Dr. Royer Collard: Picture it.  A summer’s picnic, linens strewn, an array of succulents, old friends once again deigning to kiss your hand. (Wright 13)

Overall Story Journey 1 from Conceptualizing to Becoming

Monsieur Prouix designs and begins construction on Dr. Royer-Collard’s chateau, becoming Madame Royer-Collard’s lover as well; Dr. Royer-Collard commands Coulmier to envision and implement a way to curtail The Marquis’ pornography, forcing the priest to become the kind of rigid authority figure that is emotionally anti-ethical to him.

Overall Story Signpost 2

Monsieur Prouix designs Dr. Royer-Collard’s chateau to embody the attributes of Madame Royer-Collard:
Monsieur Prouix: . . . I flatter myself that the chateau shall be a tribute to her beauty; its golden cornices, the hue of her hair.  Its alabaster stone, the tint of her bosom.  Its portals, spread ever wide, as frank and inviting as her very nature . . . (Wright 31)

Overall Story Journey 2 from Becoming to Being

The staid Charenton Asylum becomes the scene of a riotous blood bath:
Renee Pelagie: . . . Charenton became a bawdy house!  A brothel for the feeble-minded!  A cat-house for loons! (Wright 49); The guards of the asylum abandon their role of caretakers: “And what were the guards doing, I ask you?  Stifling the fray?  Ha!  They were running for their very lives” (Wright 48).

Overall Story Signpost 3

High society members happily indulge in slumming, entertained by the riot at Charenton; Renee Pelagie believes Dr. Royer-Collard to be as deceptive as her husband for swindling her; When The Marquis suggests the lunatic who tortured Madeleine is fully responsible for her death, Coulmier replies “Bouchon is not a man; he’s an overgrown child” (Wright 53).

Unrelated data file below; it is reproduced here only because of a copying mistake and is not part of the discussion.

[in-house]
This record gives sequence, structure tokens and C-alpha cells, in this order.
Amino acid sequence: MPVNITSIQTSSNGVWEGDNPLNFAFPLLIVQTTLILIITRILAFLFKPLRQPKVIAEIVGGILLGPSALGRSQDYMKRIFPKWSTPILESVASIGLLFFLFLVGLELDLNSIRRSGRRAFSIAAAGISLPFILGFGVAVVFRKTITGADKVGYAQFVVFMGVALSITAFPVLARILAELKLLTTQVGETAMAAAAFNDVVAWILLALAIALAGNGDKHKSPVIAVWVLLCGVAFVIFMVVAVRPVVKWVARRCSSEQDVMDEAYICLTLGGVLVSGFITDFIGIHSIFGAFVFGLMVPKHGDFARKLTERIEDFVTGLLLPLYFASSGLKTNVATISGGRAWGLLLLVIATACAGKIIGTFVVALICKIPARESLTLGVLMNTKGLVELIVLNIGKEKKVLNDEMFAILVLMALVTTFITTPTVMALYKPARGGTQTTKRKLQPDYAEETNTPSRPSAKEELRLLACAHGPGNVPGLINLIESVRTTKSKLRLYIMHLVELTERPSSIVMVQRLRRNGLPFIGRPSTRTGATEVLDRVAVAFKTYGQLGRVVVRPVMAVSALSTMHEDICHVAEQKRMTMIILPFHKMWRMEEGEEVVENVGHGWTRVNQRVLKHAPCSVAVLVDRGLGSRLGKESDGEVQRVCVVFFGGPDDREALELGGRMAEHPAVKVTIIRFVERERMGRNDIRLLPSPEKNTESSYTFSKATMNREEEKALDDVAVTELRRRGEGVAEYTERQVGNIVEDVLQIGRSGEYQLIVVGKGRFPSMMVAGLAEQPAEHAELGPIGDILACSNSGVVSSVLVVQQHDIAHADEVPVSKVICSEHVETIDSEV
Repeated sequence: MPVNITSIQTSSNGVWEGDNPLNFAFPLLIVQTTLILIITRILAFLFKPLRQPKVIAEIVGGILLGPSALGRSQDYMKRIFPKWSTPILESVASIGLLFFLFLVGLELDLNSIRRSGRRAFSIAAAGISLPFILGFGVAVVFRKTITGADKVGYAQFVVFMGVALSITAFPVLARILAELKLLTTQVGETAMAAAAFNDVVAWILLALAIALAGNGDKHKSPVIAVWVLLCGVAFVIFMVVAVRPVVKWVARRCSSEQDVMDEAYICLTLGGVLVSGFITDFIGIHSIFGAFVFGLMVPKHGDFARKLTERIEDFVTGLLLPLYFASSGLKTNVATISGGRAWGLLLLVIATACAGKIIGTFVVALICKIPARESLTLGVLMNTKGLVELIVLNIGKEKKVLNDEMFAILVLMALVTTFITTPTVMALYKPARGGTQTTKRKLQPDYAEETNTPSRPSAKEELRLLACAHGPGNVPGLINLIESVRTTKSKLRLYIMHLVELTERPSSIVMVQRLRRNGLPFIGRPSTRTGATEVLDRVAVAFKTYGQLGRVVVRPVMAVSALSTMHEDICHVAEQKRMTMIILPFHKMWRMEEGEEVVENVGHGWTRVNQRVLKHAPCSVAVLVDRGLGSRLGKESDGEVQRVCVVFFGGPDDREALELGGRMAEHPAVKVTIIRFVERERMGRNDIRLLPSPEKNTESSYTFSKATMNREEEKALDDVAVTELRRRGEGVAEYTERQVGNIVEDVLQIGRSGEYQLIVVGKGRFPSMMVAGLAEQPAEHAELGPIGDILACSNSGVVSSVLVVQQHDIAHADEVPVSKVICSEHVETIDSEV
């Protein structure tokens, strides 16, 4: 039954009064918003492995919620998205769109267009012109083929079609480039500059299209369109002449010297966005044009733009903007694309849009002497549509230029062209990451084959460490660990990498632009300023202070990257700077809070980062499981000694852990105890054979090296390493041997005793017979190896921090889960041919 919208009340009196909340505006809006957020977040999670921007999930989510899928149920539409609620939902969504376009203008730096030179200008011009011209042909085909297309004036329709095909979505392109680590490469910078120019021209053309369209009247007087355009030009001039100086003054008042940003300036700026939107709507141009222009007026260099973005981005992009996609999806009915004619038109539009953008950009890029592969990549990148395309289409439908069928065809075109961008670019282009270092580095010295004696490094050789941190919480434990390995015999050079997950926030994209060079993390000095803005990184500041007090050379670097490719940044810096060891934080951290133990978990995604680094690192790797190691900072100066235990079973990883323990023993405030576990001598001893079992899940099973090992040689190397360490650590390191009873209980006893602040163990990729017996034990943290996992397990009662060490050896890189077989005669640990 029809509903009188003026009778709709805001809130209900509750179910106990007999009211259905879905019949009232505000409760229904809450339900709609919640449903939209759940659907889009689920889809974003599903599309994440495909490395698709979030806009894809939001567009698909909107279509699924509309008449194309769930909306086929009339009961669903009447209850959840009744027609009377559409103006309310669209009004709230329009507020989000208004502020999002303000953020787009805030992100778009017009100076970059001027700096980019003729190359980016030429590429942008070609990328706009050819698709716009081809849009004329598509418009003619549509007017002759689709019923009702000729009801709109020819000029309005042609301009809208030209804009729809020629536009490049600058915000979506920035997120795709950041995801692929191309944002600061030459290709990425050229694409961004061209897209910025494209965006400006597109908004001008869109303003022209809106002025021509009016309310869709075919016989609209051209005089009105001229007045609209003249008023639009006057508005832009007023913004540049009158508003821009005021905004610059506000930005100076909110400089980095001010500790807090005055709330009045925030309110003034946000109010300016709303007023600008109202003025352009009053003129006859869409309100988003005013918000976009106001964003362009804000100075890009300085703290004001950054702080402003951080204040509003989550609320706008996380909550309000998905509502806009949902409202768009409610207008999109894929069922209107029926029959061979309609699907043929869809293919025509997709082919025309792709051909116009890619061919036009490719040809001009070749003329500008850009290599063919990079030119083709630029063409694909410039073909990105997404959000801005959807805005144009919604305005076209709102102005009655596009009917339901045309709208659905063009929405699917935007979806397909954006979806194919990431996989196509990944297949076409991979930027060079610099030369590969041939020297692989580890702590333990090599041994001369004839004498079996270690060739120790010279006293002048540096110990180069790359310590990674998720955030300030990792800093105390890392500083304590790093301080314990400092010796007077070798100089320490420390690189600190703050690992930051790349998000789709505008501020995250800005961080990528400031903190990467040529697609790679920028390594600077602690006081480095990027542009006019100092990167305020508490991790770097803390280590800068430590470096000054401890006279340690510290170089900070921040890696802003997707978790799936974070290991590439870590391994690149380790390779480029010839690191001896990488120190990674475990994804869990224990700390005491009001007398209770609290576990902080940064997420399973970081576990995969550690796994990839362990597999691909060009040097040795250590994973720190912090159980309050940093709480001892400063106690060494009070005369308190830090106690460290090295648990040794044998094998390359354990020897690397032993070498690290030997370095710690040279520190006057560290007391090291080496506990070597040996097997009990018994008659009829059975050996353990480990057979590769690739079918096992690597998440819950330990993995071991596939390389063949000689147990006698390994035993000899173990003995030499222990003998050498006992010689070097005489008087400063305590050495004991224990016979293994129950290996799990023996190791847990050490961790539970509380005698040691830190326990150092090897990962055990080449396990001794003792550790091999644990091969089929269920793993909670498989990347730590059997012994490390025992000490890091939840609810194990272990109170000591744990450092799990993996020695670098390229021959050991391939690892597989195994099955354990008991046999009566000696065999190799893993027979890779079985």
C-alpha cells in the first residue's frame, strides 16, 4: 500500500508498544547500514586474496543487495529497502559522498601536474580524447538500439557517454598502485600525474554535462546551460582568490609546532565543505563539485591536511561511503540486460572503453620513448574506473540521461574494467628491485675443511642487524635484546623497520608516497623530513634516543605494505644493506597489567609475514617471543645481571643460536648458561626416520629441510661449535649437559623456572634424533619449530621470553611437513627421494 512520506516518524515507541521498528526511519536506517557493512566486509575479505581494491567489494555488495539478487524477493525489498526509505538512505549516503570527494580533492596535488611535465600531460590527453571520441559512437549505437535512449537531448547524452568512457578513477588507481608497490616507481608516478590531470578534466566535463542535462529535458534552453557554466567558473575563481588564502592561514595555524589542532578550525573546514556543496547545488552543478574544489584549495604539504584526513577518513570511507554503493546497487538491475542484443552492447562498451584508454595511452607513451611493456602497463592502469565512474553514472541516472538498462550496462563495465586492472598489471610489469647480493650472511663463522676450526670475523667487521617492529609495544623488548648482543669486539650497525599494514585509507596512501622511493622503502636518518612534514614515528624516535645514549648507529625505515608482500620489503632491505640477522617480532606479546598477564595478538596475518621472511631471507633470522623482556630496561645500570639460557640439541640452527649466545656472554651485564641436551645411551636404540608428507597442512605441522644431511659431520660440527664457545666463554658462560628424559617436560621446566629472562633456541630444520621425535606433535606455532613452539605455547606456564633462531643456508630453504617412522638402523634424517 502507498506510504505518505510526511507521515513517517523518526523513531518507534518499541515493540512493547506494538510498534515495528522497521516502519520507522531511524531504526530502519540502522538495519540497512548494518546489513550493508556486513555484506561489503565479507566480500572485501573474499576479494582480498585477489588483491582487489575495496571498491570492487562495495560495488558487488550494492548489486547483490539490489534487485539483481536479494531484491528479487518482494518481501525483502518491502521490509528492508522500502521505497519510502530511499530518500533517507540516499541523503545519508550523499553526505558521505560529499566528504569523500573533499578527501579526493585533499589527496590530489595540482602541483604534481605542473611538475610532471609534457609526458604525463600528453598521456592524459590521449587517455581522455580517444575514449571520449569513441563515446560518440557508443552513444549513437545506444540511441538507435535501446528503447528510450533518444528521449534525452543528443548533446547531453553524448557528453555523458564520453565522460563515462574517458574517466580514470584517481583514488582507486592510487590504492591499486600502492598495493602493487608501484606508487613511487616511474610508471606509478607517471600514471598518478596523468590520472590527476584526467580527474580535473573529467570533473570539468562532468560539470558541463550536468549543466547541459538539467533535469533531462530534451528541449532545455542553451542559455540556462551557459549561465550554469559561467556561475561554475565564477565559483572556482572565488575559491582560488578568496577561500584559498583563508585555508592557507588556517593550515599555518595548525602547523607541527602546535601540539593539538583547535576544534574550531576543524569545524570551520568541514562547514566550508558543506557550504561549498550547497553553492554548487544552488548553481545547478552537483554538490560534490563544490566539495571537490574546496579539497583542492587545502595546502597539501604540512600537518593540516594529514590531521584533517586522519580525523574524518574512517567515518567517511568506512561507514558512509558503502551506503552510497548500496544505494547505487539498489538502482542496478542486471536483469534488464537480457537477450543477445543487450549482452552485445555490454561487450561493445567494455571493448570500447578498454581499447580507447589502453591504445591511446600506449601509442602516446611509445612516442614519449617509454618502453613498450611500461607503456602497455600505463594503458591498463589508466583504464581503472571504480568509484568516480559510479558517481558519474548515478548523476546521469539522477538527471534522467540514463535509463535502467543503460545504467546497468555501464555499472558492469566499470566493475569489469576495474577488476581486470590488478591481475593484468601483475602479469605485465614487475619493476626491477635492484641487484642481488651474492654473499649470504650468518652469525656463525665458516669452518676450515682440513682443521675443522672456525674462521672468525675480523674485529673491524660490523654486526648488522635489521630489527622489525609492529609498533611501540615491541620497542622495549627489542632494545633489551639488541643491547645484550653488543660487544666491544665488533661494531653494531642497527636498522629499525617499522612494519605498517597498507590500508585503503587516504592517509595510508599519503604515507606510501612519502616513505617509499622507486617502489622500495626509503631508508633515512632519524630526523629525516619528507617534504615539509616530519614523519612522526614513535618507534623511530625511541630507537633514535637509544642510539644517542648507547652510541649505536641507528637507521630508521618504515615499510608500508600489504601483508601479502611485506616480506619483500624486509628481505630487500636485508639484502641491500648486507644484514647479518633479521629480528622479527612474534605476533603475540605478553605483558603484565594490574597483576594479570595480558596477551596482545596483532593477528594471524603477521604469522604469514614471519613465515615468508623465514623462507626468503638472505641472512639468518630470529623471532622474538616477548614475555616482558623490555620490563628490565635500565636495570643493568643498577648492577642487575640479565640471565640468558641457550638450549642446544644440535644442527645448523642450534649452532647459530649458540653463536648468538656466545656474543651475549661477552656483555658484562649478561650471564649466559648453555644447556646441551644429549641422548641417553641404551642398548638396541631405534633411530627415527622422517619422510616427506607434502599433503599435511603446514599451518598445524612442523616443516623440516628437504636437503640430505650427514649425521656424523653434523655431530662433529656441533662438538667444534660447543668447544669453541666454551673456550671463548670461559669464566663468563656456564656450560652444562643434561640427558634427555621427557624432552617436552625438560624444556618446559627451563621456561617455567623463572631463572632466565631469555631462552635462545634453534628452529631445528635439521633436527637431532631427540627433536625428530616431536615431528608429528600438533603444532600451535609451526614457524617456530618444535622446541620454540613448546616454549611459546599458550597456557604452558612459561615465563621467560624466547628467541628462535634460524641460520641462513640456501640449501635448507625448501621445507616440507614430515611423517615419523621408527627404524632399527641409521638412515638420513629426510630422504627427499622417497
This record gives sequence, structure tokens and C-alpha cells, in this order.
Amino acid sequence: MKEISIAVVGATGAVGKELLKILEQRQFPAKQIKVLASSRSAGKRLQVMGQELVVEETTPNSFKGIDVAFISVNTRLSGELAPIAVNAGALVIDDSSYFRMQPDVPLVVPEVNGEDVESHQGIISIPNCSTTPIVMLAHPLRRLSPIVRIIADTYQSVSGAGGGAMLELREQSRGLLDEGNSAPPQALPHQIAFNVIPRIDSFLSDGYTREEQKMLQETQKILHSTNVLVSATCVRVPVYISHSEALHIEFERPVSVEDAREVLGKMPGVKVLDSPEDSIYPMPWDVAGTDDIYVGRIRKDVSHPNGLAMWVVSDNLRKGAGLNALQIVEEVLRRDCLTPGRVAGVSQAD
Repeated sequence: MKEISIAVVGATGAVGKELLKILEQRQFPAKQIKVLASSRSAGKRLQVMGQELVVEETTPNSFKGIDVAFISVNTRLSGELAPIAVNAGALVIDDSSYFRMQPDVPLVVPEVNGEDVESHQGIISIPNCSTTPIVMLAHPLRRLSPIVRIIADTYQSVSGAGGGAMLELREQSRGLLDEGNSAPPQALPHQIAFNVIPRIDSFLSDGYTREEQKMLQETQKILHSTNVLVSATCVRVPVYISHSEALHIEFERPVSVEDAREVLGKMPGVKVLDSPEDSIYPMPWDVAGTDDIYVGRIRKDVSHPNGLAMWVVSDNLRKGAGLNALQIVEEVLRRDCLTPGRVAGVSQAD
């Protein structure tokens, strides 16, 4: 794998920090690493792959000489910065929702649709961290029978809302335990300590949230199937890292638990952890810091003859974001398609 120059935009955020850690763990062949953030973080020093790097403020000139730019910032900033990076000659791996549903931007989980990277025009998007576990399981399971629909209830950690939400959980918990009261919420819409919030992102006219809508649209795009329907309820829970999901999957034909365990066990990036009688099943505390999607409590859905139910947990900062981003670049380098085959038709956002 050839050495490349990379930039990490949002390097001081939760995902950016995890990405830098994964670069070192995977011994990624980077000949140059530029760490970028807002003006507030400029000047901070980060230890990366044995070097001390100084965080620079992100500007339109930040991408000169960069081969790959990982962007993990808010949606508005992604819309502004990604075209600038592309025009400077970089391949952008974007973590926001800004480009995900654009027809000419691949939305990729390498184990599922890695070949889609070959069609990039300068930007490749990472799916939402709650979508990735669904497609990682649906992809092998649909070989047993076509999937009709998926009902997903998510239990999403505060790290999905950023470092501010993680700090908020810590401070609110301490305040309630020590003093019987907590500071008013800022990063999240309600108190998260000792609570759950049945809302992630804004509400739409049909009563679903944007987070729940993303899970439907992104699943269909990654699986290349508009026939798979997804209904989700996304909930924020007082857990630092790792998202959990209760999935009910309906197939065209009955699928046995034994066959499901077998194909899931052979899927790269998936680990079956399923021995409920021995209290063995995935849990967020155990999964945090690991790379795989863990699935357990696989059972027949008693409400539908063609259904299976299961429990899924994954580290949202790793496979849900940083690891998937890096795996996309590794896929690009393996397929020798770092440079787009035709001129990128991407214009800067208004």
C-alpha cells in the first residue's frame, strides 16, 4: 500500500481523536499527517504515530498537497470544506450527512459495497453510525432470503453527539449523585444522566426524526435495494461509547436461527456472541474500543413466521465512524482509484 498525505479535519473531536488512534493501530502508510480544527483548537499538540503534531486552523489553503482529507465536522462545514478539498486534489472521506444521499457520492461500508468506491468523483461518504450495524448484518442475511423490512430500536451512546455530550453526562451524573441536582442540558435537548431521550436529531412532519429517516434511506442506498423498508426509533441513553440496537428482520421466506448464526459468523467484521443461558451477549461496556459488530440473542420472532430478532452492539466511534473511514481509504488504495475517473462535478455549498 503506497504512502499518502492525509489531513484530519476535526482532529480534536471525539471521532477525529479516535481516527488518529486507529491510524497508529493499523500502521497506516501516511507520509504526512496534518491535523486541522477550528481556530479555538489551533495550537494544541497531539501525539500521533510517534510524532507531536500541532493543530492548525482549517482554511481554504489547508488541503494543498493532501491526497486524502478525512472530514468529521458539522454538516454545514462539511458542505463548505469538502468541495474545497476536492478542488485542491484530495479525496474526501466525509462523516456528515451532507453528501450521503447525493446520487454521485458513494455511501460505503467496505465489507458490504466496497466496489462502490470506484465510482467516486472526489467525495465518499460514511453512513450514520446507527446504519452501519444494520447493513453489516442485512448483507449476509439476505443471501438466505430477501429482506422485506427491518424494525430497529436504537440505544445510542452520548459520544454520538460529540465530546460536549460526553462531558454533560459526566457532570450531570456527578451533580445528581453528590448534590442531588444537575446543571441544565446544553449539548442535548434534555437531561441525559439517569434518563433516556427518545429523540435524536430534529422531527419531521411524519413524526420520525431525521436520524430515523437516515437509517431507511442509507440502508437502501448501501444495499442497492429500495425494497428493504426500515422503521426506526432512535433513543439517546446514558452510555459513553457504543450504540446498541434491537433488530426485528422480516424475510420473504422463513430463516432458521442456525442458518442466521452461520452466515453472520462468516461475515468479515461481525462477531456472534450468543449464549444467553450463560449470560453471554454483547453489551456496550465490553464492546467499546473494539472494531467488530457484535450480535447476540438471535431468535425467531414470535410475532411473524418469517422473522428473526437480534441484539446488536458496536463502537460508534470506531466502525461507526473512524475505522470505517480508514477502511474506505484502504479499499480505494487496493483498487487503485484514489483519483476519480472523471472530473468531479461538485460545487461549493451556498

Overall Story Journey 3 from Being to Conceiving

To continue on in his role of Chief Physician of Charenton, Dr. Royer-Collard must think of ways to finance the asylum.

Overall Story Signpost 4

Dr. Royer-Collard must conceive of new ways to keep Charenton financially stable.  He first asks Renee Pelagie to continue her generosity; when she refuses he comes up with the idea of publishing the deceased Marquis’ stories:
Dr. Royer-Collard: We intend to publish The Marquis’ manuscripts. . . . We need not divulge Charenton’s name.
Coulmier: That is the very calamity we sought to prevent!
Dr. Royer-Collard: And now it is our only recourse . . . . against our ruination.  Our revenues have dropped precipitously. . . . With profits from the sale of his books, we’ll establish a trust in perpetuity. (Wright 77)

Main Character

Main Character Signpost 1

Coulmier gives Dr. Royer-Collard a brief history of their infamous inmate, to explain why The Marquis is his exclusive charge.

Main Character Journey 1 from Past to Progress

The methods Coulmier has used in the past to treat inmates have been fair and humane.  As he attempts to reform The Marquis, he is bidden by Dr. Royer-Collard to use unorthodox measures—He entreats his superior:
Coulmier: I implore you, do not insist that I negate my principles.  Let me continue in my charitable course. (Wright 20)

Main Character Signpost 2